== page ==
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Replacing Your Password with a Finger Swipe

The new device could transmit a user-specific ID through the skin.
August 31, 2012

Touching and finger-swiping are the dominant method of navigating on hundreds of millions of smartphones and tablet computers. The same touch might soon confirm your identity, too.

Ring minder: A prototype ring transmits identification data through capacitive touch screens (as shown here) or sends the data to the screen through your skin.

A new device dispatches a few bits of data, representing a password, from a special ring on your finger and sends the data as tiny voltage bursts through your skin for capture by the screen of the phone, so that your touch alone identifies you by the code from the ring.

Depending on the application, this could allow rapid switching between settings of people who share the same device, allow a game to distinguish between multiple players using the same screen, replace passwords, or provide an additional layer of protection atop passwords (see “Study Reveals a Confused View of Mobile Phone Privacy and Security”).

Currently a prototype at the Winlab of Rutgers University, the method “opens new directions in user interaction and authentication,” says Romit Roy Choudhury, a computer scientist at Duke University familiar with the research. “Imagine every electronic gadget knowing who you are and adapting to your preferences, or even offering you personalized information” simply by knowing your touch, he adds.

Project leader Marco Gruteser, a computer scientist at Winlab, says he hopes to commercialize it within two years. The benchtop device used in the research is clunky, but it will be easy to miniaturize, he says.

The ring, in addition to conveying the information through your skin, can work in other ways as well. It can be applied directly to a touch screen to convey password data faster, or to convey more data for a stronger password.

The technology consists of a battery-powered ring with flash memory that holds a code, and a signal generator that transmits the code as tiny voltage spikes. Touch screens-—already designed to detect voltage changes from fingers touching and moving across the screen—pick up those spikes, and software on the phone reads them as password-like data.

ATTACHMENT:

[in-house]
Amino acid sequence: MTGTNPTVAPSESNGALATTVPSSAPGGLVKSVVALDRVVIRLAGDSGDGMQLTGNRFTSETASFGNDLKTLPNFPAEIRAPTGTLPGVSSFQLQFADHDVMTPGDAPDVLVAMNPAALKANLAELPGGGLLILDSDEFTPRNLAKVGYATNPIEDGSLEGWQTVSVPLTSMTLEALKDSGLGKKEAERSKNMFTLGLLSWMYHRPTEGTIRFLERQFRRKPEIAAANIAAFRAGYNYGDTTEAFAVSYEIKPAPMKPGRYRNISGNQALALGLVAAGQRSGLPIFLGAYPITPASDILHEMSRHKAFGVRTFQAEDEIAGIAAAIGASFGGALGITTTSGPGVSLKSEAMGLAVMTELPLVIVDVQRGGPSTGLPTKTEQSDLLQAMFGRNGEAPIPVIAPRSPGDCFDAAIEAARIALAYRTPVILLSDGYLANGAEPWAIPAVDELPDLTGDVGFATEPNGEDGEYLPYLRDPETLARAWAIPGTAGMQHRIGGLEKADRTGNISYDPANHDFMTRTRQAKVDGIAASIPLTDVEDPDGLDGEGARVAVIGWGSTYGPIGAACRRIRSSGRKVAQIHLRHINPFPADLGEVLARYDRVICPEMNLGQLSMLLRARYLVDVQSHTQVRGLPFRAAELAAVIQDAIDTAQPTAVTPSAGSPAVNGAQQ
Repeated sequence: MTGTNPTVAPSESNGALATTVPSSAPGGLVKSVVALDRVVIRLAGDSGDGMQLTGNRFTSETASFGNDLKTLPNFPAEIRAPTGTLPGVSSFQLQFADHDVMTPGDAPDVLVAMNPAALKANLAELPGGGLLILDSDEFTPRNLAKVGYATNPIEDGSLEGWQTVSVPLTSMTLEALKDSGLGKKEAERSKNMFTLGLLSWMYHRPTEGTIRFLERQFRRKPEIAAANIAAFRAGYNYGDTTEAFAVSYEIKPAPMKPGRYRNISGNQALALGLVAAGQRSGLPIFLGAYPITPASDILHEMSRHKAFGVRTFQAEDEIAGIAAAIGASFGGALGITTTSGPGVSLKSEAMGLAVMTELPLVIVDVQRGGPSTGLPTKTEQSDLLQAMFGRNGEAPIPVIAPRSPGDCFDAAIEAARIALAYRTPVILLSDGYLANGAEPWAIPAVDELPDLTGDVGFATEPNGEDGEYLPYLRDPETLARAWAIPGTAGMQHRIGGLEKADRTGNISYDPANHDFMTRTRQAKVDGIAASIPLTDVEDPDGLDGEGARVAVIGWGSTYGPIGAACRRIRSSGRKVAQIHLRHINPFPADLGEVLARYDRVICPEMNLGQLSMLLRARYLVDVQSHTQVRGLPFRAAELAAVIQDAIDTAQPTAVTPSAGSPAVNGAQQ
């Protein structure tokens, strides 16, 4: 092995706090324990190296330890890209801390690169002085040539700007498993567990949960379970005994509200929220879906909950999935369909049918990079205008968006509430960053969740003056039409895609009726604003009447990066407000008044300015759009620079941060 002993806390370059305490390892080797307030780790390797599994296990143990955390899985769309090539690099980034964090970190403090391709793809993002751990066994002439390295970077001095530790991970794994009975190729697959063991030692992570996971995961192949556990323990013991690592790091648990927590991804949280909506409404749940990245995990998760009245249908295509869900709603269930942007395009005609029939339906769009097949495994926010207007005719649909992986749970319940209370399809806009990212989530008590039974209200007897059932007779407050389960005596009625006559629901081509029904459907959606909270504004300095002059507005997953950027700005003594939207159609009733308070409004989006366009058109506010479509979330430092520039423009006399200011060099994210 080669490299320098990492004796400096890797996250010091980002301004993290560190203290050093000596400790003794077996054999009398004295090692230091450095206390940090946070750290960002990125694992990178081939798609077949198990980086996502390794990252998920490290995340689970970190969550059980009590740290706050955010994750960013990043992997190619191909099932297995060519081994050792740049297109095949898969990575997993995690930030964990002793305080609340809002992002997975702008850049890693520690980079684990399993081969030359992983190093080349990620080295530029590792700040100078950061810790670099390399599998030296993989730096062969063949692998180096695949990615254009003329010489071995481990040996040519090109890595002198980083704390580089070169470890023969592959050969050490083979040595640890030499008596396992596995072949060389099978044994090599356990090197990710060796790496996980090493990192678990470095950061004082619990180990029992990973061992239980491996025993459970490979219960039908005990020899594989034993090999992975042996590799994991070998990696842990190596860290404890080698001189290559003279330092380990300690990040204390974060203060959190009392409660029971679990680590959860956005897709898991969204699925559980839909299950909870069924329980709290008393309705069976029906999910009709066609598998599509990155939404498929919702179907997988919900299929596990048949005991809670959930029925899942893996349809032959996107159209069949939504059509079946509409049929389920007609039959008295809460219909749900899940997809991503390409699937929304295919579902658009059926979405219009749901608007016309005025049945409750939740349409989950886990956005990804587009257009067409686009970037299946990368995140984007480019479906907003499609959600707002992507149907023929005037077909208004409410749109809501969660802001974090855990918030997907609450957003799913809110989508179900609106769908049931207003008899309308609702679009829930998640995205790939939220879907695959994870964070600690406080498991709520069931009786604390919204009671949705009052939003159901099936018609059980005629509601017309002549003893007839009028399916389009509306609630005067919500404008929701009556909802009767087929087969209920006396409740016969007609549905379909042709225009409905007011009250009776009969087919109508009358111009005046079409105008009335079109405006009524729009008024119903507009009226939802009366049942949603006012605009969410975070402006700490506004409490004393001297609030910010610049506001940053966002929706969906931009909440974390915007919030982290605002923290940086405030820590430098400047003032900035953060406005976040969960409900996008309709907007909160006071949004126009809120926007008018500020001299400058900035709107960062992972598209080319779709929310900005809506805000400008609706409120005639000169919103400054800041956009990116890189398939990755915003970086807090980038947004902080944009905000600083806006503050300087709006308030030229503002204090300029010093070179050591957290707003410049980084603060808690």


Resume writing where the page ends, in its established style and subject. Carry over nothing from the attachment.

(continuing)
There are other ways for a device to confirm who a user is: biometric-based approaches represent one class. The appeal of the Winlab approach is that so many devices use swiping already, whereas few commercial devices have retina-readers or finger-scanners (Motorola’s Atrix, one exception, includes a fingerprint sensor). A device that would use a voiceprint (see “Securing Your Voice”) to identify its user, meanwhile, would require the owner to speak out loud.

A finger-swipe is not only discreet and specific, Gruteser says, it’s something people are already doing. “The key to figuring out who is using a device is to understand who is touching the screen, and that is what our technology can do,” he adds.

Of course, you now have to remember one more thing in the morning—to wear your ring (or whatever other form the token takes). And second, anybody who gets hold of your ring could use it to gain access to your device or settings until you reset the code your device is looking for.

At present, only a few bits of data per second can be transmitted quickly and accurately via such a ring. The equivalent of a pin code takes around two seconds for the ring to transmit, but Gruteser expects to speed that up by a factor of 10 by modifying touch-screen firmware in phones.

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Illustration by Rose Wong

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